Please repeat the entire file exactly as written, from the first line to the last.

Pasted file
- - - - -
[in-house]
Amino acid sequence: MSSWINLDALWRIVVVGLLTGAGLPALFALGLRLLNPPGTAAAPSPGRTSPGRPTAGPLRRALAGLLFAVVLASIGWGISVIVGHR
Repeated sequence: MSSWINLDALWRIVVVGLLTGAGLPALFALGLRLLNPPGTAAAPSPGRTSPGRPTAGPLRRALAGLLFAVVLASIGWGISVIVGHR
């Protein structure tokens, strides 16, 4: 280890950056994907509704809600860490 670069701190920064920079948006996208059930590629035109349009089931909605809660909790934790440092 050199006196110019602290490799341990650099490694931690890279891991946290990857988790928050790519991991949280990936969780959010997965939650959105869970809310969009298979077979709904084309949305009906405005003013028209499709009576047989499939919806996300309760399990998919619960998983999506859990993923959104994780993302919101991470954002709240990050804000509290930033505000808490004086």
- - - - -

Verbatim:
[in-house]
Amino acid sequence: MSSWINLDALWRIVVVGLLTGAGLPALFALGLRLLNPPGTAAAPSPGRTSPGRPTAGPLRRALAGLLFAVVLASIGWGISVIVGHR
Repeated sequence: MSSWINLDALWRIVVVGLLTGAGLPALFALGLRLLNPPGTAAAPSPGRTSPGRPTAGPLRRALAGLLFAVVLASIGWGISVIVGHR
């Protein structure tokens, strides 16, 4: 280890950056994907509704809600860490 670069701190920064920079948006996208059930590629035109349009089931909605809660909790934790440092 050199006196110019602290490799341990650099490694931690890279891991946290990857988790928050790519991991949280990936969780959010997965939650959105869970809310969009298979077979709904084309949305009906405005003013028209499709009576047989499939919806996300309760399990998919619960998983999506859990993923959104994780993302919101991470954002709240990050804000509290930033505000808490004086």